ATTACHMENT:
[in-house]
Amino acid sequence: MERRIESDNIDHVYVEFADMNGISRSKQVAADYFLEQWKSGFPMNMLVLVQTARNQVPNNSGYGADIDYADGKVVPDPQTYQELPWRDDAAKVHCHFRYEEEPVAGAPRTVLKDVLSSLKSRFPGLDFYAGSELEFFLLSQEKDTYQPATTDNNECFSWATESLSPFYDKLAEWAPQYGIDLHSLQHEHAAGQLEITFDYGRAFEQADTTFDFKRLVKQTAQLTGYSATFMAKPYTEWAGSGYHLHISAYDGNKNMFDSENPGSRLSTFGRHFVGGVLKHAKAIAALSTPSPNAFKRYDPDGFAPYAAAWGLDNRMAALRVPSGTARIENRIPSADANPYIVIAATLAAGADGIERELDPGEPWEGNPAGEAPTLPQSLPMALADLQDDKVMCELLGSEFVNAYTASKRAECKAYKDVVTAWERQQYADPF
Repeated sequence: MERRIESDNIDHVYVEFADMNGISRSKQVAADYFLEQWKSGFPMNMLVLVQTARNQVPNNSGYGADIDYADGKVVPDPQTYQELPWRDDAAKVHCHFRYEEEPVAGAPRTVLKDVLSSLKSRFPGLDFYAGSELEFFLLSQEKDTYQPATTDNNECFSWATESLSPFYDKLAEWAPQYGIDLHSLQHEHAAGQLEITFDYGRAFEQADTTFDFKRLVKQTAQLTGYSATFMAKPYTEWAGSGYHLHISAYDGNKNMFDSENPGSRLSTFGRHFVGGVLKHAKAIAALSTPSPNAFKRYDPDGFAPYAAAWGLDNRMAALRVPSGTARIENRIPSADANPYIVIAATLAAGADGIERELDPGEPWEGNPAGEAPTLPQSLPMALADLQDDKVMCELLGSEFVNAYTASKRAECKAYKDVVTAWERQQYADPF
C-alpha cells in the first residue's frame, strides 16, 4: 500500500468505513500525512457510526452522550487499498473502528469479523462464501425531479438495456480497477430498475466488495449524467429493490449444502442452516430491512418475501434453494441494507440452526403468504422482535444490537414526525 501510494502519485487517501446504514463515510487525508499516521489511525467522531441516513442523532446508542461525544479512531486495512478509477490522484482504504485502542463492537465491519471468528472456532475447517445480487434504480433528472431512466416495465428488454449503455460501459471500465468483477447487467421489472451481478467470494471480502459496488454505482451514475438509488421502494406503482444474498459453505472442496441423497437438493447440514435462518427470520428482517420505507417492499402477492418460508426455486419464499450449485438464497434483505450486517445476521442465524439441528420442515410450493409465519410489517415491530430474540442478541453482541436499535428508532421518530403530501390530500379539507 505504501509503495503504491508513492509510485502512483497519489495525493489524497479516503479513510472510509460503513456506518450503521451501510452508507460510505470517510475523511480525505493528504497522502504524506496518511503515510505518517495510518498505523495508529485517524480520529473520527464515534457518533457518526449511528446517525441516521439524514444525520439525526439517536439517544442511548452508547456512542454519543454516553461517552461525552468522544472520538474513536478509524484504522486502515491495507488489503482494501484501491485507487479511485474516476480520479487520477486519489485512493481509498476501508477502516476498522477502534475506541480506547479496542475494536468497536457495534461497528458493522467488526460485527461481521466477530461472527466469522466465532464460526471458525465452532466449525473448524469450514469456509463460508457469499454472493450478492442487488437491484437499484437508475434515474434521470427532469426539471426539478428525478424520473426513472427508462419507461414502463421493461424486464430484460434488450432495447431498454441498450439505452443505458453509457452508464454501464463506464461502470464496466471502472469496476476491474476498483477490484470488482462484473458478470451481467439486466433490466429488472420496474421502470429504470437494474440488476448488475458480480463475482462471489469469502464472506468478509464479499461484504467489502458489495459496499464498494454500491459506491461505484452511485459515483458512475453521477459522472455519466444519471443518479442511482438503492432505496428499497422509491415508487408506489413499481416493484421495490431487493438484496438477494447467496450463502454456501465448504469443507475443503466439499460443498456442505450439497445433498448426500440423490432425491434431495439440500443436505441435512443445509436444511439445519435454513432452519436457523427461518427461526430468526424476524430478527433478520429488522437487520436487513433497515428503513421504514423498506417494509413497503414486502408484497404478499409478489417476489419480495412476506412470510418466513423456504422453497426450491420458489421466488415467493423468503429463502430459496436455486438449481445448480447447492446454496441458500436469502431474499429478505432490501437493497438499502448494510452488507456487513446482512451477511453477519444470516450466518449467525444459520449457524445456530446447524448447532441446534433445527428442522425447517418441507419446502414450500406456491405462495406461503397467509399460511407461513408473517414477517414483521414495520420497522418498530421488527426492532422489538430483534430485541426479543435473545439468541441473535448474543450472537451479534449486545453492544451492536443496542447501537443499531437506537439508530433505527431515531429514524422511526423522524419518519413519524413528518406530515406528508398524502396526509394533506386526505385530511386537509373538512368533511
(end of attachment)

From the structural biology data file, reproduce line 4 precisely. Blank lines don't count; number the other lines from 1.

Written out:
C-alpha cells in the first residue's frame, strides 16, 4: 500500500468505513500525512457510526452522550487499498473502528469479523462464501425531479438495456480497477430498475466488495449524467429493490449444502442452516430491512418475501434453494441494507440452526403468504422482535444490537414526525 501510494502519485487517501446504514463515510487525508499516521489511525467522531441516513442523532446508542461525544479512531486495512478509477490522484482504504485502542463492537465491519471468528472456532475447517445480487434504480433528472431512466416495465428488454449503455460501459471500465468483477447487467421489472451481478467470494471480502459496488454505482451514475438509488421502494406503482444474498459453505472442496441423497437438493447440514435462518427470520428482517420505507417492499402477492418460508426455486419464499450449485438464497434483505450486517445476521442465524439441528420442515410450493409465519410489517415491530430474540442478541453482541436499535428508532421518530403530501390530500379539507 505504501509503495503504491508513492509510485502512483497519489495525493489524497479516503479513510472510509460503513456506518450503521451501510452508507460510505470517510475523511480525505493528504497522502504524506496518511503515510505518517495510518498505523495508529485517524480520529473520527464515534457518533457518526449511528446517525441516521439524514444525520439525526439517536439517544442511548452508547456512542454519543454516553461517552461525552468522544472520538474513536478509524484504522486502515491495507488489503482494501484501491485507487479511485474516476480520479487520477486519489485512493481509498476501508477502516476498522477502534475506541480506547479496542475494536468497536457495534461497528458493522467488526460485527461481521466477530461472527466469522466465532464460526471458525465452532466449525473448524469450514469456509463460508457469499454472493450478492442487488437491484437499484437508475434515474434521470427532469426539471426539478428525478424520473426513472427508462419507461414502463421493461424486464430484460434488450432495447431498454441498450439505452443505458453509457452508464454501464463506464461502470464496466471502472469496476476491474476498483477490484470488482462484473458478470451481467439486466433490466429488472420496474421502470429504470437494474440488476448488475458480480463475482462471489469469502464472506468478509464479499461484504467489502458489495459496499464498494454500491459506491461505484452511485459515483458512475453521477459522472455519466444519471443518479442511482438503492432505496428499497422509491415508487408506489413499481416493484421495490431487493438484496438477494447467496450463502454456501465448504469443507475443503466439499460443498456442505450439497445433498448426500440423490432425491434431495439440500443436505441435512443445509436444511439445519435454513432452519436457523427461518427461526430468526424476524430478527433478520429488522437487520436487513433497515428503513421504514423498506417494509413497503414486502408484497404478499409478489417476489419480495412476506412470510418466513423456504422453497426450491420458489421466488415467493423468503429463502430459496436455486438449481445448480447447492446454496441458500436469502431474499429478505432490501437493497438499502448494510452488507456487513446482512451477511453477519444470516450466518449467525444459520449457524445456530446447524448447532441446534433445527428442522425447517418441507419446502414450500406456491405462495406461503397467509399460511407461513408473517414477517414483521414495520420497522418498530421488527426492532422489538430483534430485541426479543435473545439468541441473535448474543450472537451479534449486545453492544451492536443496542447501537443499531437506537439508530433505527431515531429514524422511526423522524419518519413519524413528518406530515406528508398524502396526509394533506386526505385530511386537509373538512368533511